Things You Probably Shouldn’t Say to Someone From India

Mysore Palace is among the grandest palaces in India
Mysore Palace is among the grandest palaces in India | © Spiros Vathis / Flickr

Indians are a very warm and welcoming lot once you get to know them well. But, like anywhere else in the world, there are some stereotypes likely to offend the local people’s sentiments. While you can check out some helpful tips to help you speak like a native, the following things are best left unsaid to someone from India, especially if you’re meeting them for the first time.

“What caste are you?”

Yes, it’s true that the caste system still exists in some parts of India. It’s always hard to eradicate a practice that has been ingrained in society for thousands of years. But people have continued to work hard to bring down this oppressive and antiquated system of social stratification, and things are a million times better now than it used to be. Instead of reinforcing the issue, you could instead ask how things can be improved upon further.


“Please say something in Hindi.”

While the national language of India is Hindi, the official language is English. This culturally diverse country has the world’s second highest number of languages, with 122 major ones and 1,599 others. So, do not assume that every Indian can speak in Hindi. Ask them which region they belong to and get to know more about their culture; this will open you up to a wealth of knowledge.

“Hey, I can do a really good Indian accent impression.”

Maybe you mean that you can do an impression of Appu from The Simpsons or Raj from The Big Bang Theory. Please be specific and don’t generalise. When you’re in India, you’ll hear hundreds of different accents that are all Indian.

A couple from Ladakh, Jammu and Kashmir

“My computer has stopped working? I’m sure you’ll be able to fix it, won’t you?”

Do not say this to every Indian, unless, of course, you know for sure that the person is into technology. Films and TV shows love casting Indians for the role of tech support, but not everyone from the country is a tech expert.

“You must be a vegetarian.”

Not all Indians are vegetarians, and butter chicken and tikka masala aren’t the only non-vegetarian dishes in Indian cuisine. Don’t limit yourself to curry and naan, and you’ll be surprised by the diversity of the country’s cuisine. For instance, in the north-east region of India, land snails (similar to the French escargots) are commonly used in cooking.

Seafood in Odisha

“I enjoy Bollywood so much. It’s all about singing and dancing, right?”

No, they’re not. Singing and dancing are major parts of most Bollywood films, but the Indian film industry has so much more to offer. Critically acclaimed films that have tackled sensitive issues such as politics, homosexuality, gender and caste have all emerged from Bollywood. If you want some recommendations, try watching movies by Anurag Kashyap, Deepa Mehta, Vishal Bhardwaj, Homi Adajania and Dibakar Banerjee.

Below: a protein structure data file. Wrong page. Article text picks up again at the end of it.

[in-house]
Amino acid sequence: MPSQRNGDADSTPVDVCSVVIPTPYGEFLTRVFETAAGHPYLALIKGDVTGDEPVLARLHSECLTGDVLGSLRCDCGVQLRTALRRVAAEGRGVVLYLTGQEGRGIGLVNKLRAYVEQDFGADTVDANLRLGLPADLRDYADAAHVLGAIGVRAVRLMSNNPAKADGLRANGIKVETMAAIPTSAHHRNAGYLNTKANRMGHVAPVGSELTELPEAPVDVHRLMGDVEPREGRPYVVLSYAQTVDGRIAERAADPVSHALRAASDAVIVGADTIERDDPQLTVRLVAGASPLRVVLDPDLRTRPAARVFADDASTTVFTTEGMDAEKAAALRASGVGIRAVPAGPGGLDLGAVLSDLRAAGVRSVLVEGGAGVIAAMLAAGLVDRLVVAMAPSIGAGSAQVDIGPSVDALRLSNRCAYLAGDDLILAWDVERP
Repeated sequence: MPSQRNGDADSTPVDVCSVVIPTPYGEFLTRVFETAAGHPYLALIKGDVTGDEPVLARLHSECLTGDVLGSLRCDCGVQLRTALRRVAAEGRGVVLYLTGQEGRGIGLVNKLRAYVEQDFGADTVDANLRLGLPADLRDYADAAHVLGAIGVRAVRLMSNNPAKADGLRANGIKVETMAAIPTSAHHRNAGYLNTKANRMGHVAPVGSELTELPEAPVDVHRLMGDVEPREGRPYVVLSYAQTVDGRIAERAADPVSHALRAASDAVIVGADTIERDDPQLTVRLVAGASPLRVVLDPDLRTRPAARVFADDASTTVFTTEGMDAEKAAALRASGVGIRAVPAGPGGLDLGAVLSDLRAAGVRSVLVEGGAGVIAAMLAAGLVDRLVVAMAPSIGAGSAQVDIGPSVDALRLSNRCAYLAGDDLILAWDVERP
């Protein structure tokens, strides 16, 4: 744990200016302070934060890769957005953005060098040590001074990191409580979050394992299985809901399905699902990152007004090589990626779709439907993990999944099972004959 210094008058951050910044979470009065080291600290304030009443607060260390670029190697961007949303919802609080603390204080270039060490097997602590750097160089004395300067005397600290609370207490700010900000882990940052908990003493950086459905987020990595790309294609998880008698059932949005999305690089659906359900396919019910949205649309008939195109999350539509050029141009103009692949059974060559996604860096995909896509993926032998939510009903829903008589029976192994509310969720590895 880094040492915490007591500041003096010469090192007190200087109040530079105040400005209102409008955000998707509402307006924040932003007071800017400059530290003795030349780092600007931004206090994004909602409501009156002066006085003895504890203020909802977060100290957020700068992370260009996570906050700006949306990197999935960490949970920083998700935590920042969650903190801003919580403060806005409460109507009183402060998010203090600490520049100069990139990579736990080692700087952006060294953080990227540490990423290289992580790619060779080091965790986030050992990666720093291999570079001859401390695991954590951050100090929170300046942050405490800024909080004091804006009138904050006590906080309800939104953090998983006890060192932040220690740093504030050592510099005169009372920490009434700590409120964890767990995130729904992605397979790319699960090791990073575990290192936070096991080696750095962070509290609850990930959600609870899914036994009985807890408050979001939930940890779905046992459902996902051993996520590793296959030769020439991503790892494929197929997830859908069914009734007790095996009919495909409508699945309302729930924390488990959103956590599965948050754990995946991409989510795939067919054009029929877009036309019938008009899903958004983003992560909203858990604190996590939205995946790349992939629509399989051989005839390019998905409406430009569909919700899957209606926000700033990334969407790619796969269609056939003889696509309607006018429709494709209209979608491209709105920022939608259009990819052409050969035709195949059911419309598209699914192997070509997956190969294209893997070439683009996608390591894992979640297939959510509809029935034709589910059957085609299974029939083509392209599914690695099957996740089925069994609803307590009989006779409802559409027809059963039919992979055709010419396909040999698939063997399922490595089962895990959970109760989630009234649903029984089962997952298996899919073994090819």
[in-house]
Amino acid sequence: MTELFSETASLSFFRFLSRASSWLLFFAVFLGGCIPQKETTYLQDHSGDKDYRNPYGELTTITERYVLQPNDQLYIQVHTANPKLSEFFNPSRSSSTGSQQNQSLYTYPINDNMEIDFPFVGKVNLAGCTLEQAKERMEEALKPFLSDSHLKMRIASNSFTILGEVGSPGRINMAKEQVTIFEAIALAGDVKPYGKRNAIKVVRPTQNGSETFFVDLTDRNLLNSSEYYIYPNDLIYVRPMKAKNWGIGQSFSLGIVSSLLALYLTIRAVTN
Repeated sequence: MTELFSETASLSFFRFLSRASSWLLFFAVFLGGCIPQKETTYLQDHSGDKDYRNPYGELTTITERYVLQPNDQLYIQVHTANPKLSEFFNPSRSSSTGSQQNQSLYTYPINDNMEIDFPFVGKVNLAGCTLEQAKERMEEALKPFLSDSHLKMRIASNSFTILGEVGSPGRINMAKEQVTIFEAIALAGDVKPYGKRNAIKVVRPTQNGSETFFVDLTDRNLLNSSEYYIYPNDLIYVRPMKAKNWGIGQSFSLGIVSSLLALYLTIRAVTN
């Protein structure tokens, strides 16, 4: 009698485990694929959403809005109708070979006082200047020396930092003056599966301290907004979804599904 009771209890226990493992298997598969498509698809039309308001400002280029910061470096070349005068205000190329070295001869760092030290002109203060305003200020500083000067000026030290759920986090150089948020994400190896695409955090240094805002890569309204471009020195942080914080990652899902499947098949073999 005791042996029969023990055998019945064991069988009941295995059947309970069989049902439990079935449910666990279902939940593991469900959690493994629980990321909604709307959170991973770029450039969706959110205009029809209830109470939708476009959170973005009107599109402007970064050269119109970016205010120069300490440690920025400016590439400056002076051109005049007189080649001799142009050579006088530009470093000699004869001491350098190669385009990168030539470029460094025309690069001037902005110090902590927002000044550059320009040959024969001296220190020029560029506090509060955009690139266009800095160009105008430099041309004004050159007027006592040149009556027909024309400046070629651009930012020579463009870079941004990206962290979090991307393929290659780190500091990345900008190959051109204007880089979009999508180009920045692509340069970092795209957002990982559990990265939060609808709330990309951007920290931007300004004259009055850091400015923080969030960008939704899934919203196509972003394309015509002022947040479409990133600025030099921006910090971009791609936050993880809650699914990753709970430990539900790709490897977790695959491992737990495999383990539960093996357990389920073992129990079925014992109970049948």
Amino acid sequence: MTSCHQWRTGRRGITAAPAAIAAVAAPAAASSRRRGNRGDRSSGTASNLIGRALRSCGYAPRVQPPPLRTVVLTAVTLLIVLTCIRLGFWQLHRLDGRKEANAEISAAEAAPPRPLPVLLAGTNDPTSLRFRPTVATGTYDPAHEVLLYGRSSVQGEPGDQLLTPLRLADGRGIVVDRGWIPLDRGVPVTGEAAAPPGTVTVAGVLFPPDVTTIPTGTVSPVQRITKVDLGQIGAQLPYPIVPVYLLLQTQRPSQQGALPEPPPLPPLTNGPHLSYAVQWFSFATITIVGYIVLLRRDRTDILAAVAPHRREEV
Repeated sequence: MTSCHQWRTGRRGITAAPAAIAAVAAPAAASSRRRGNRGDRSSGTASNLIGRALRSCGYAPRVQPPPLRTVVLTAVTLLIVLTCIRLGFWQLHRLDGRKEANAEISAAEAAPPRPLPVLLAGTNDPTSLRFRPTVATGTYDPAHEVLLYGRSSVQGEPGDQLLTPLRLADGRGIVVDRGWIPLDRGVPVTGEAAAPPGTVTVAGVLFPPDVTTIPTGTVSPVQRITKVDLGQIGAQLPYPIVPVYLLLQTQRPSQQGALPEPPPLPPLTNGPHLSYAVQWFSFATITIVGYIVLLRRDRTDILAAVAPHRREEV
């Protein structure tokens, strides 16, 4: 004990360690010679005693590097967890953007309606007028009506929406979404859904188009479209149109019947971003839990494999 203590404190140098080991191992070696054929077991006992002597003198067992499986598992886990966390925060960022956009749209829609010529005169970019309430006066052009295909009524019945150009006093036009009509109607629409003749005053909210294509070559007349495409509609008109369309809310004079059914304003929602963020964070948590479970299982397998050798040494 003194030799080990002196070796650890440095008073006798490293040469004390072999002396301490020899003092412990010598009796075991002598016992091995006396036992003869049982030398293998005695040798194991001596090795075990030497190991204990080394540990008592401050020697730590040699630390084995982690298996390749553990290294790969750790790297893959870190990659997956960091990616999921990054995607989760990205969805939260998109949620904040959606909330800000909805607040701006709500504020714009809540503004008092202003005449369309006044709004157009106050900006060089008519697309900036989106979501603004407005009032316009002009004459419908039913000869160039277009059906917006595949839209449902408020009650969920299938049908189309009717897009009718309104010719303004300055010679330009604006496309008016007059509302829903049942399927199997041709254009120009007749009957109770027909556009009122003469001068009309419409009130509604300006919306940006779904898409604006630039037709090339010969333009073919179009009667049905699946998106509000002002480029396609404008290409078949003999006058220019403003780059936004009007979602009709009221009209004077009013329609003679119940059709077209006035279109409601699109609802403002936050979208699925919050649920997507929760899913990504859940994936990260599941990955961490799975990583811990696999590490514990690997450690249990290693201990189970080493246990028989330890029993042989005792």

“I learnt so much about India after watching Slumdog Millionaire!”

There is a group of people who feel that once they’ve watched Slumdog Millionaire, they’ve seen all of India – this could not be further from the truth. Although a good film, Slumdog Millionaire is a stylised representation of the Mumbai slums and was even termed as “poverty porn” by The Times UK. India is such a vast country and not just in terms of size but also in cultural variety. When you visit the place, come with an open mind and without prejudices; your travel experience will be much more rewarding.

“So which among the million Hindu gods do you worship?”

There are some 330 million deities in Hinduism! That is absolutely fascinating. But apart from Hinduism, India is also the birthplace of three other major religions – Buddhism, Jainism and Sikhism. Even though a large part of the population is Hindu, India has several other religions that have all co-existed in harmony for ages.

Buddhist monks at Menri Monastery, Dholanji, Himachal Pradesh

“What’s it like living in a Third World country?”

Even after 66 years of independence, India is still a developing country. But many times, the negative overshadows the positive. Without undermining the work that still needs to be done towards making India a developed nation, it helps to focus on the feats it has achieved so far. For example, the Indian Space and Research Organisation launched a record-breaking 104 satellites from a single rocket in 2017.

“I want to travel to India, but I’m afraid I might catch some disease.”

The belief that you will contract a disease as soon as you land in India is a misconception. If you read travel guides and speak to people who’ve travelled to India before, you can take the necessary precautions before your visit to the country. You can also stay healthy by avoiding some street foods from unhygienic places. Whenever you travel to any country, it’s important to do some research first – it’s the same with India. Don’t let preconceived notions stop you from exploring this amazing country.

Humayun’s Tomb, New Delhi

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